NEAF | ‘Dispatches from the Trenches’ Saturday series – School of Humanities NEAF | ‘Dispatches from the Trenches’ Saturday series – School of Humanities

NEAF | ‘Dispatches from the Trenches’ Saturday series

Peta Seaton | Anne Dighton
Dr Peta Seaton AM
It’s the Pits – what they tell us about Chalcolithic Pella in Jordan

Pits are more than holes in the ground. They are the larders, cookers, and food-processors of prehistoric households. The talk will bring together results from the Wooster College Ohio, Hennessy and Bourke field results including the enormous structure on the lower slopes of Sartaba, and canvass its function and implications. Peta will outline new research and analysis on pits on Tel Husn and Jebel Sartaba where pits and their contents are revealing new insights about the emerging role of olive and other products in the pre-urban Jordan Valley, and provide a background to Anne Dighton’s exciting botanical research in the lecture immediately following.

The First Oil Age:

Olive and the origins of horticulture – new insights from the southern Levant

The First Oil Age:

Anne Dighton
Olive and the origins of horticulture – new insights from the southern Levant

The olive tree is an unlikely plant to produce one of the world’s first food commodities. The tree takes years to produce fruit, which is considered inedible without processing. Yet up to 8000 years ago, at the archaeological site of Pella in the Hashemite Kingdom of Jordan, it seems this process may have been well underway. Much remains to be understood about this iconic tree and the nature and timing of its “domestication”. In this seminar, we will discuss some of the new methods and approaches being taken to better understand the role of the olive tree and its fruit in these very early stages of human-olive interaction.


Peta Seaton is President of NEAF and an Honorary Associate of the University of Sydney. She was in the team for the first season of the Pella Archaeological Project in Jordan with which she has been a core field staff member in numerous field seasons up to the present.

She has a PhD from Sydney University with doctoral studies focused on the Chalcolithic sanctuary precinct at Teleilat Ghassul in the southern Jordan Valley. She works closely with the director, Dr Stephen Bourke AM on the prehistoric material from Pella.

A former Parliamentarian, she is published in and active in government and public sector policy. She serves on the Board of the NDIS and is a Board member of the Nepean Blue Mountains Local Health District, a past Chair of Hearing Australia, former Director of Bundanon, CARE Australia, the Menzies Research Centre and the Bradman Foundation.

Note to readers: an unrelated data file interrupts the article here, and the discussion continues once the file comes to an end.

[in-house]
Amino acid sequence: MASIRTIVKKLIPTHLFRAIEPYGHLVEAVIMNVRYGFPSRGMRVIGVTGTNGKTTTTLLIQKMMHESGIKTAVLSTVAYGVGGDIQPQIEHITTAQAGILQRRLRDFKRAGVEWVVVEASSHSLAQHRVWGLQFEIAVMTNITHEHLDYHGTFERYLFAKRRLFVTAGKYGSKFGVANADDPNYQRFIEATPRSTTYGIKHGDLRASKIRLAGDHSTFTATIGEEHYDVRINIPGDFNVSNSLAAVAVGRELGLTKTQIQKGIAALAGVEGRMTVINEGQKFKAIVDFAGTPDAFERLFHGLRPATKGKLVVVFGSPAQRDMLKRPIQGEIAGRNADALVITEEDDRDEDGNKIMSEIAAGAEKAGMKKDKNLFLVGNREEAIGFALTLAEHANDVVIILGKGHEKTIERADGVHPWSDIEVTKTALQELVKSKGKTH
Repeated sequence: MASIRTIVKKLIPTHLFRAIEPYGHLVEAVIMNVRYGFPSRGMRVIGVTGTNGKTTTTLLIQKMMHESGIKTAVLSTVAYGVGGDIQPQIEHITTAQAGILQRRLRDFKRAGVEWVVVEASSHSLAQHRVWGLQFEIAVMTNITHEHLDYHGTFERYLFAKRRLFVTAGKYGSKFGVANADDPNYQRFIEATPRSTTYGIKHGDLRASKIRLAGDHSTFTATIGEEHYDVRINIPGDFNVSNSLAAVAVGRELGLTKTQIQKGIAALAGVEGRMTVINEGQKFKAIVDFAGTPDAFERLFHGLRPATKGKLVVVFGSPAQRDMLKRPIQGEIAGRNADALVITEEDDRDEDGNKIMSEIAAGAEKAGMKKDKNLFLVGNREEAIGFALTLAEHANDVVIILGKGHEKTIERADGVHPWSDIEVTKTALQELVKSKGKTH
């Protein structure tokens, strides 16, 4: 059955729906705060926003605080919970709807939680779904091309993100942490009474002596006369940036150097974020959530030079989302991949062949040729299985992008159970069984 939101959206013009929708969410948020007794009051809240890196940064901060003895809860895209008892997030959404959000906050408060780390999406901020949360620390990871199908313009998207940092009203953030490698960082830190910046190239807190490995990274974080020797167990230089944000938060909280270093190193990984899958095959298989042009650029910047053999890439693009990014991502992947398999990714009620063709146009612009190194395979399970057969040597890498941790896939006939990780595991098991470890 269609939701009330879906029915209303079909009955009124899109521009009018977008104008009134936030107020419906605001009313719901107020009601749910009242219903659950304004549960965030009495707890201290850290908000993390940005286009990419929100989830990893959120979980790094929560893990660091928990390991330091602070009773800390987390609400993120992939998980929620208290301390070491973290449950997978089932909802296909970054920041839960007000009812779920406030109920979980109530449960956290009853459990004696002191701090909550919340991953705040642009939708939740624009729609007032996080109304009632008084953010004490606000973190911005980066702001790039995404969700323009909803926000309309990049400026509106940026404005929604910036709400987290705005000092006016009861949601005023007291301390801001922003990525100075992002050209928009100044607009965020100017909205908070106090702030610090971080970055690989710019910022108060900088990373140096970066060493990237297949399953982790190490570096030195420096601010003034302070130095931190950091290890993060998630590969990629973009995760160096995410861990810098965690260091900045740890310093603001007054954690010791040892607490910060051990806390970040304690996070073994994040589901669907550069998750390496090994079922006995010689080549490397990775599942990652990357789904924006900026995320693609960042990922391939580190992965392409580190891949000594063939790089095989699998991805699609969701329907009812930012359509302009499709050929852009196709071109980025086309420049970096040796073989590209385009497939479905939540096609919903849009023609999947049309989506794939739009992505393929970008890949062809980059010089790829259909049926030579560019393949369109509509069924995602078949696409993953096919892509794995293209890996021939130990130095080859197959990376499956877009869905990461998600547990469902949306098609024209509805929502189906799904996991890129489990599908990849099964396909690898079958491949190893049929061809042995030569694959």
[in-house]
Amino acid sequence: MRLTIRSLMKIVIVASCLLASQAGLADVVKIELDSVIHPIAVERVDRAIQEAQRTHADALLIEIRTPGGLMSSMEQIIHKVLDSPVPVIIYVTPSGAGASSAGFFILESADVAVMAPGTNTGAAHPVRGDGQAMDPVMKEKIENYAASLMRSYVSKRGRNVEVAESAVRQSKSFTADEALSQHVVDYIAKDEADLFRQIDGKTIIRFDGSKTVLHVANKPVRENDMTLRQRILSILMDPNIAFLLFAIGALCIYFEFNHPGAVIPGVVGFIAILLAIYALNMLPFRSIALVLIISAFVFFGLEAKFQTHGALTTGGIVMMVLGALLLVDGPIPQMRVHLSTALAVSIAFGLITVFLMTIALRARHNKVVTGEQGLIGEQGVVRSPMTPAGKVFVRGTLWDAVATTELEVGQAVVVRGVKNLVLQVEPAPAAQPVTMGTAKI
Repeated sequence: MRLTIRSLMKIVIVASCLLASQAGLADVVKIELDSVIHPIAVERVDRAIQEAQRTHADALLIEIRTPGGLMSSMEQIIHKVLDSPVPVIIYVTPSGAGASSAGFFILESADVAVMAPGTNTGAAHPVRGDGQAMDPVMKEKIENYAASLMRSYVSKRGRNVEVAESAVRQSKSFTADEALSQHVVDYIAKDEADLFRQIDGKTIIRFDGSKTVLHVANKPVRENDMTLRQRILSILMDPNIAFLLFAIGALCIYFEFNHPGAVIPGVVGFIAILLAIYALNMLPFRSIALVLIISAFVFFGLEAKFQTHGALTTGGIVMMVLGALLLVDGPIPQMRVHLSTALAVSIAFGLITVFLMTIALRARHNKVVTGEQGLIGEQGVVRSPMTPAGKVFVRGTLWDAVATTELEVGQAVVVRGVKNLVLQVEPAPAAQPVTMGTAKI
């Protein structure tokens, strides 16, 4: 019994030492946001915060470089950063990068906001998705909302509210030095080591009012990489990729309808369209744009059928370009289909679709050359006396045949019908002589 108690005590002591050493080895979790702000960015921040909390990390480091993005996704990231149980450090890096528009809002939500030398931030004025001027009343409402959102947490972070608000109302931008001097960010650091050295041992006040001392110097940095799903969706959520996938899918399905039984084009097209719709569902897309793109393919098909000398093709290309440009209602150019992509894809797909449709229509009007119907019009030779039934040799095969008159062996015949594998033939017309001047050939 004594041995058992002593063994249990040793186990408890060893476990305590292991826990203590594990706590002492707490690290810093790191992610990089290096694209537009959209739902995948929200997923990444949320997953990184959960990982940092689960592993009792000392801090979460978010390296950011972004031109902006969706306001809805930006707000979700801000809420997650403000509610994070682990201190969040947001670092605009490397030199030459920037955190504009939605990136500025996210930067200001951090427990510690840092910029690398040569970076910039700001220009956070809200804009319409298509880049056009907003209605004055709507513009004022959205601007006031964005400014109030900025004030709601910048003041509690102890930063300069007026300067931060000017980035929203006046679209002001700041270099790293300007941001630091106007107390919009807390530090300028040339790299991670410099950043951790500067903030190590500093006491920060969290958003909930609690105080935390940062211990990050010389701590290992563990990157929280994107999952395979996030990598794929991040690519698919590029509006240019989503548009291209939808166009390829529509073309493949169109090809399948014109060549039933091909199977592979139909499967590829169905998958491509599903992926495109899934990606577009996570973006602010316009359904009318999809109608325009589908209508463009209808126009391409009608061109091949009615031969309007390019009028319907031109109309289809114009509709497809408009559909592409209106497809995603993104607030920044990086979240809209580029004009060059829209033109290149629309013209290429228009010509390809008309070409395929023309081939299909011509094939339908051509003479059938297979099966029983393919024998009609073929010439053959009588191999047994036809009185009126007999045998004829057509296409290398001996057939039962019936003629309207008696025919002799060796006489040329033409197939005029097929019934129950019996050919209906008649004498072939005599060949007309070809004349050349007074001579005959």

Anne Dighton is an archaeologist specialising in archaeobotanical and anthracological research, with a focus on the prehistory of food, including the origins of horticulture and its associated environmental impact. She is currently undertaking her PhD at The University of Queensland looking at the origins of olive and grape exploitation. Anne is the Project archaeobotanist for the Pella Project in Jordan and has also conducted extensive fieldwork in Turkey and Italy.

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Please note: a minimum of 20 attendees is required for each lecture for this series to run – our upper limit is 300 per lecture.

All lectures will be delivered by Zoom.

Once payment is received a receipt, Meeting ID and non-transferrable password will be sent to you.
On admission to the Zoom lecture, participants will be matched to names of financial participants. Please ensure your zoom log-in screen name correctly identifies you. If you are dialling in via telephone, please ensure the number listed when booking on our website is the same used when connecting via telephone.

Our Introduction will start at 9.55am.
The lecture will start at 10am and the second lecture will begin at 11.05am and finish at 12 noon.
There will be opportunity for questions following the lectures, time permitting.

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Hosted by the Near Eastern Archaeology Foundation (NEAF)




Oct 22 2022


10:00 am - 12:00 pm




+61 2 9351 4151

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